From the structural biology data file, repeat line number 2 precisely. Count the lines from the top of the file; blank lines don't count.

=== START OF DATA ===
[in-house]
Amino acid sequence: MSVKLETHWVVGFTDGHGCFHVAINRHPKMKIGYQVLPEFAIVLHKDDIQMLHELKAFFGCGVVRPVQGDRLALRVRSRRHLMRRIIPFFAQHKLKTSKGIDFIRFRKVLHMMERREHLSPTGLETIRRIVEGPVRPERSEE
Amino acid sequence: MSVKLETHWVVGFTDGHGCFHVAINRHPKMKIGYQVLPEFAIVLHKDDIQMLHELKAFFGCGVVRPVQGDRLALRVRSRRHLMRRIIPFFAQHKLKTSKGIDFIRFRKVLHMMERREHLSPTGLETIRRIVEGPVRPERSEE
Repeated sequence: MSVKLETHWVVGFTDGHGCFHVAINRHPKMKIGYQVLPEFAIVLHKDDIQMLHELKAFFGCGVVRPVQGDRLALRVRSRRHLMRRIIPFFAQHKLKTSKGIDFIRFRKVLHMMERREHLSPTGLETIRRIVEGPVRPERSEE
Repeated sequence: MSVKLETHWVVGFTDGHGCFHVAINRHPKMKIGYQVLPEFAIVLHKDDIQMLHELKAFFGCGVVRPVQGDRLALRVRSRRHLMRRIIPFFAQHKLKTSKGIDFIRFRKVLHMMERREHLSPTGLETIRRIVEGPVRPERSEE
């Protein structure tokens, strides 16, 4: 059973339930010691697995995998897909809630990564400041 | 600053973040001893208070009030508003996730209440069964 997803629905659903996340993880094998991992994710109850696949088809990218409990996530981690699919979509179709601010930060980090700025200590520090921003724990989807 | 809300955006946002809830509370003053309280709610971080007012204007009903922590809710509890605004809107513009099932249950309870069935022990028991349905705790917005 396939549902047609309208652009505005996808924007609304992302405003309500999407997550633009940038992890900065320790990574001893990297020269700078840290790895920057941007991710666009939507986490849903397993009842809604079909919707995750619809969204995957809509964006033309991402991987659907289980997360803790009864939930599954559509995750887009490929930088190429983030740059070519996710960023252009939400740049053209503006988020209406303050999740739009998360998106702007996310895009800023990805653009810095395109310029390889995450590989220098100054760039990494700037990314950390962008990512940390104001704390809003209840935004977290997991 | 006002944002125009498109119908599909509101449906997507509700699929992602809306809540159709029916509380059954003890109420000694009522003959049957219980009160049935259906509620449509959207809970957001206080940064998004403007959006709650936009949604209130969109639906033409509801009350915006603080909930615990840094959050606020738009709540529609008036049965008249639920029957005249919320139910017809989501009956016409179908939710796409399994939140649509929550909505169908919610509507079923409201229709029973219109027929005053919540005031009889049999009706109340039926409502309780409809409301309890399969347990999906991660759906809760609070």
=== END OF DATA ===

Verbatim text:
Amino acid sequence: MSVKLETHWVVGFTDGHGCFHVAINRHPKMKIGYQVLPEFAIVLHKDDIQMLHELKAFFGCGVVRPVQGDRLALRVRSRRHLMRRIIPFFAQHKLKTSKGIDFIRFRKVLHMMERREHLSPTGLETIRRIVEGPVRPERSEE